Fifth Beatle Brian Epstein's Unsung Revolution


Gay at a time when homosexuality was a felony and Jewish in an era of “polite” antisemitism, one Liverpool lad broke into entertainment management at a time when the Anglo Lords in London ruled the biz. 50 years later the music world is only beginning to acknowledge that there’d be no Beatles without their manager, Brian Epstein.


This past weekend, Vivek Tiwary, the Gen-X producer that brought Green Day’s American Idiot to Broadway, spoke to an enthusiastic crowd at The Fest for Beatles Fans about his mission to bring Epstein’s little known story to life via a critically acclaimed graphic novel, The Fifth Beatlereleased by Dark Horse Comics.

What I unearthed after much difficult research (there is a paltry amount of information readily available on Brian, which is part of why I want to bring his story to the world) was not just an inspirational business story and a blueprint for what I wanted to accomplish with my career, but also a very human story, as summarized above. It’s a story I could relate to—and wanted to relate to—on so many levels. Brian became my “historical mentor”, if you will. A person from whose history I’ve tried to learn from—both what to do and what NOT to do. Brian was certainly a flawed and imperfect hero, but a hero all the same.

Tiwary has drawn inspiration from Epstein’s trailblazing ingenuity, citing that without Epstein’s persistence, Ed Sullivan never would have brought The Beatles to America. “People scoffed when I brought Sean Combs to Broadway in A Raisin in the Sun because they didn’t believe that Broadway attracted a black audience. I told them that was ridiculous; if we gave them a product they wanted, they would come.” Like Epstein decades before, Tiwary’s was a winning gamble.



The graphic novel has already garnered a cult following in the Comic Con community, where it premiered in 2012 as one of “the most highly anticipated projects of the year.”

At a time when most British bands didn’t even register on American charts, Brian Epstein had no problem telling executives that The Beatles were going to be bigger than Elvis. A classical music aficionado, Epstein made the bold choice to soften the four lads’ leather-clad look, complimenting their Hamburg-mod hairstyles with clean-cut suits and sweater-vests. Their resulting style, while criticized by some as effeminate, proved to be a welcomed, unthreatening alternative to the hypersexualized, pelvis-shaking rock n’rollers.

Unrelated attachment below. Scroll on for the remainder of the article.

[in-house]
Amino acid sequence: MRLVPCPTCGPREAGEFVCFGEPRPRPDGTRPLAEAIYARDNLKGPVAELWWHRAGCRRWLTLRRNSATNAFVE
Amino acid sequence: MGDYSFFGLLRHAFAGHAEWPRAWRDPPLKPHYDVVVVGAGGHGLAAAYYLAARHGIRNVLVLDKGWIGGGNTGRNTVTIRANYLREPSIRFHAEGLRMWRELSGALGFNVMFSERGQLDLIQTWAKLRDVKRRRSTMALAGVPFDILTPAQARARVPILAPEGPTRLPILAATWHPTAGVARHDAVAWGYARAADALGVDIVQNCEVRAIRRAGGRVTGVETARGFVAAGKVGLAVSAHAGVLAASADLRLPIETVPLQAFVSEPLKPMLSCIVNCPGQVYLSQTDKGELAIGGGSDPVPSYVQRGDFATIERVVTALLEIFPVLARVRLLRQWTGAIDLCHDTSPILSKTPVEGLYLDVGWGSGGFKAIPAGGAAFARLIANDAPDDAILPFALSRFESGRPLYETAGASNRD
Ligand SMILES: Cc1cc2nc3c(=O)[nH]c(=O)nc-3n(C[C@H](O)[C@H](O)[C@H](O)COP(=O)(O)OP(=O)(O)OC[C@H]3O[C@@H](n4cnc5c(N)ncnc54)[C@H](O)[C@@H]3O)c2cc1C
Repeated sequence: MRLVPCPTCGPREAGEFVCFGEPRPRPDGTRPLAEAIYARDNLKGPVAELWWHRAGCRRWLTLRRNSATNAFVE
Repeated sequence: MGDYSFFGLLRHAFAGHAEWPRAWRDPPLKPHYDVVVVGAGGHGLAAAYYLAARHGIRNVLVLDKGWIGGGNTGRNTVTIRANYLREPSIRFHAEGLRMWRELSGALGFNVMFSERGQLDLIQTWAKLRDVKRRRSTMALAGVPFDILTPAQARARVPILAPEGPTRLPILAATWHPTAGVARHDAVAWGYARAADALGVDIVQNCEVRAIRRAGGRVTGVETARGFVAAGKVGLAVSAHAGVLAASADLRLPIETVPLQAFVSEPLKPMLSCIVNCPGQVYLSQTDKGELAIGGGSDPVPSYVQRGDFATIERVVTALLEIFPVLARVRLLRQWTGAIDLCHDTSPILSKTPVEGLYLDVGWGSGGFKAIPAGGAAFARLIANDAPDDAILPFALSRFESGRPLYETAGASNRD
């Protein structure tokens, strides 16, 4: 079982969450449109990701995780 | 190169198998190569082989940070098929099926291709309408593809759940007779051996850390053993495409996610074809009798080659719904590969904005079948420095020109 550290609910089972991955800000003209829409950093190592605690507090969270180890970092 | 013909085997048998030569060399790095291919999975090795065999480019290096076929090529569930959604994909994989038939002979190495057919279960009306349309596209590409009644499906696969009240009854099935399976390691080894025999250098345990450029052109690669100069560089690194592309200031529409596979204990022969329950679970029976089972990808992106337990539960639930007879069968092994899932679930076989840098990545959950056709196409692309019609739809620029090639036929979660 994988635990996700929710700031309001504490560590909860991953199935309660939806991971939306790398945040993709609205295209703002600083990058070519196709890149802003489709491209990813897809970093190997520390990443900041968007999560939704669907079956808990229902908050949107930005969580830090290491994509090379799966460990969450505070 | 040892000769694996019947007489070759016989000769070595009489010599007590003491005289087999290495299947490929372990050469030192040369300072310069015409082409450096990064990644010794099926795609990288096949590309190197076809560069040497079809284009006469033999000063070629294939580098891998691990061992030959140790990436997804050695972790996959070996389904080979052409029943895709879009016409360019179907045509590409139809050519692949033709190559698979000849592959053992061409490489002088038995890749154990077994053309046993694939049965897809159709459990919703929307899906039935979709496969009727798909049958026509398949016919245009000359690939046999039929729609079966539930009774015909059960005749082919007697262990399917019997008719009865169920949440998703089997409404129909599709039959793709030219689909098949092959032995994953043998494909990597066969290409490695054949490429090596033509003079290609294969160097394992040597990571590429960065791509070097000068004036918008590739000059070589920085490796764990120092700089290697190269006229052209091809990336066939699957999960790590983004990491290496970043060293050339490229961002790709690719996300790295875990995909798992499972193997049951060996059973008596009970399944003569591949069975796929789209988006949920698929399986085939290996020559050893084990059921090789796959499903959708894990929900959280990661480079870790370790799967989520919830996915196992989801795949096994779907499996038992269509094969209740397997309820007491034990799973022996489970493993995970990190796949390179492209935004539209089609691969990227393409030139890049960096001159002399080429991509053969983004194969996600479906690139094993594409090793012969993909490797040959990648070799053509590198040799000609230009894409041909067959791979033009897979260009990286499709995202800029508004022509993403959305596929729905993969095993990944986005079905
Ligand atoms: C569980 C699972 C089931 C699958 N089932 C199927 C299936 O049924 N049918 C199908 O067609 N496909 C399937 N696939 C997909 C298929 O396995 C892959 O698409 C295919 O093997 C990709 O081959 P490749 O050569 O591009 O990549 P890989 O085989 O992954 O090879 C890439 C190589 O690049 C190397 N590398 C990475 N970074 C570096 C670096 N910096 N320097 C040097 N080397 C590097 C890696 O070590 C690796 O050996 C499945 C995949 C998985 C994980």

Epstein’s work with The Beatles also broke new ground in music merchandising. “If bands made t-shirts before [The Beatles] they were strictly for promotional purposes,” Tiwary explained. The buttons, lunchboxes, Beatle wigs, and thousands of other Beatles items were a new way to capitalize on a band’s success as well as engage a target audience. Later, Lennon would criticize Epstein for bad business deals that cost the band millions in royalties. “Brian did business with trust,” Tiwary explains, “Merchandising was so new to the music world that mistakes were bound to happen.” In the end, however, there has been a million made for every million lost.


When asked why Brian Epstein believed in The Beatles, Tiwary’s answer was simple, but profound: “He believed in their message of love.” Epstein, an outcast on many fronts, was drawn to The Beatles’ message of loving relationships that ranged from romance to love on a global scale. It was that spirit that made him almost a father-figure to the band, especially to John Lennon, who viewed Epstein’s untimely death from an accidental overdose as the death knell for The Beatles: “I never had any misconceptions about our ability to do anything other than play music. After Brian died, I was scared. I thought, ‘We’ve f-ing had it now.”

This year, after nearly two decades of petitioning by music artists and fans, Brian Epstein will be inducted into the Rock & Roll Hall of Fame. Tiwary has been solicited by the museum to curate the Epstein exhibit, a task he views as a donation of his time and knowledge in honor of Brian. His graphic novel The Fifth Beatle features artwork by the acclaimed Andrew Robinson and Kyle Baker. It has been hailed by IGN as a “masterpiece, a true work of art,” and is the basis for the film of the same name which is set to begin production later in the year. With Bruce Cohen producing and Peyton Reed signed to direct, the film has the potential to be an instant indie classic. What’s more, after 3 years of negotiations Apple Corps has authorized the use of original Beatles music in the film, a rarity in the movie business that attests to Epstein’s legacy, succinctly described by Paul McCartney in 1998: “If there ever was a fifth Beatle, it was Brian.”


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